This Molasses Cookie Recipe are the perfect combination between sugar and spice, a crunchy sugar exterior with a soft, chewy interior. They take under 30 minutes to make with no chilling time, they’re deliciously soft, and smell like the holidays.
What more could you ask for?!
What's In This Article
Ginger Snaps vs Molasses Cookies
What is the difference between molasses cookies and gingersnaps? They are the exact same base dough with molasses and ginger, but molasses cookies are soft and chewy and gingersnaps are historically crispy and crunchy, hence the “snap”.
They cookies are technically soft molasses cookies, but you can also call them chewy ginger snaps. Some molasses cookies don’t have any ginger at all, which is why I decided to call mine ginger molasses cookies.
To clear up the confusion, although they technically contain three of my favorite warm spices: cinnamon, ginger and cloves.
And then, of course, you also have Molasses Cookie Sandwiches with cream cheese frosting, which takes to a whole other level!
The ingredients for molasses cookies are generally pantry staples with the exception of molasses. While I have it in the pantry sometimes, is isn’t always there and even when it is, it isn’t always the best kind to make cookies (see below).
This is what you’ll need:
- Flour– to provide structure
- Spices: ginger, cinnamon and clove, although any one of these can be omitted or doubled, depending on personal preference
- Baking Soda– a leavener
- Salt– omit if using salted butter
- Unsalted butter– softened to room temperature
- White sugar– brown sugar can be used for extra molasses-y flavor.
- Egg– binder and also structure
- Molasses– see more on this below
Types of Molasses
Did you know there is a wide array of molasses varieties? Different brands suit different recipes better than others. Molasses is a food sweetener that is made from sugar cane or sugar beets, but some are made from other types of food like dates. It is used in many things, but most well used is probably brown sugar.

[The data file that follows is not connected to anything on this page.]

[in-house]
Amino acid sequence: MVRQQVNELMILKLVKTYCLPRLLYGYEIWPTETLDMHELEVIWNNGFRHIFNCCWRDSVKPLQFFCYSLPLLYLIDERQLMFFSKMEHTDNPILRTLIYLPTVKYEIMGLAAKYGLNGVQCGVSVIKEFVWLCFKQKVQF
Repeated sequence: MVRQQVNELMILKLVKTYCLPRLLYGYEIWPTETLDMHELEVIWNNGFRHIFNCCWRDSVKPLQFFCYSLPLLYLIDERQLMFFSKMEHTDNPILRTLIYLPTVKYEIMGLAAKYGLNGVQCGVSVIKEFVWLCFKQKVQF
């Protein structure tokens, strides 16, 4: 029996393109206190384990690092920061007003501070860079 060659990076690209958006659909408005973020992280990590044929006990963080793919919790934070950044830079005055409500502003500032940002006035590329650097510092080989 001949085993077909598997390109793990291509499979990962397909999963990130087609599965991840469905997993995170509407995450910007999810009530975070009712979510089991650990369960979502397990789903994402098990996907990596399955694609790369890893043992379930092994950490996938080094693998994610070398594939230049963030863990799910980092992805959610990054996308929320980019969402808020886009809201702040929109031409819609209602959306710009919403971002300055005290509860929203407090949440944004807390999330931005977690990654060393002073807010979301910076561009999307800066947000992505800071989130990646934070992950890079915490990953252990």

For molasses cookies, you’ll want to aim for a middle-of-the-road in flavor and density, although any can be easily swapped. Light molasses (medium) is still pretty dark in color and prefered for baking.
Dark molasses is more black and tar-like.
One thing to be aware of is that depending on how thick the molasses is, you may need to adjust the flour. Whatever you do, don’t add more flour. Add it slowly and until just combined like a dough. Too much flour will make them dry and crumbly.
- Light– One of my go-to’s for baking, it is a little thinner and has a nice balance of sweet and tart. It is the first press after sugar, so it leaves behind a good deal of sweetness. I use light Grandma’s Brand for these cookies.
- Dark (sometimes labeled medium)– A little thicker than light and more bitter because it has been pressed twice for sugar, but not as full bodied as blackstrap.
- Blackstrap- Robust blackstrap molasses that is deep in rich flavors and more bitter than sweet since it has virtually no sugar left.
- Treacle– This one dates back to Victorian times and is very sweet as it is a combination of molasses and refined syrup. It will give your cookies a more sugar taste than molasses. It is also paler in color.
Cookies will range in color from light golden to dark brown depending on the variety and brand of molasses you choose to use, so don’t be alarmed if yours are a different shade than mine.
The consistency of molasses may also change. Use your best judgement and if you need to add liquid, add just 1-2 tablespoons of water at a time. You can also chill the dough for 30 minutes (but not longer or else it will mess with the cooking time) to firm up the dough a bit.
How to Make Molasses Cookies
- Prep: Preheat the oven and line a baking sheet with parchment paper.
- Dry ingredients: Sift together the dry ingredients- this cuts down on the amount of mixing you’ll have to do in the bowl which makes for softer cookies.
- Wet ingredients: Cream together the butter, part of the sugar, egg and molasses until fluffy. I highly recommend using a stand mixer or electric hand mixer for this one.
- Make Dough: Combine dry and wet ingredients in a large bowl. Dough will not fully stick together until you start to roll the dough.
- Form cookies: Roll dough into 1 inch balls and then roll in the sugar to coat fully. Don’t make them too large or they won’t cook all the way through (I’ve made this mistake).
- Cook: Bake until they look just under cooked. You will see uncooked dough through the cracks.
- Cool. Remove and allow to cool on a wire rack. Don’t allow to cool on the baking sheet or they will continue to cook.
Storage & Freezing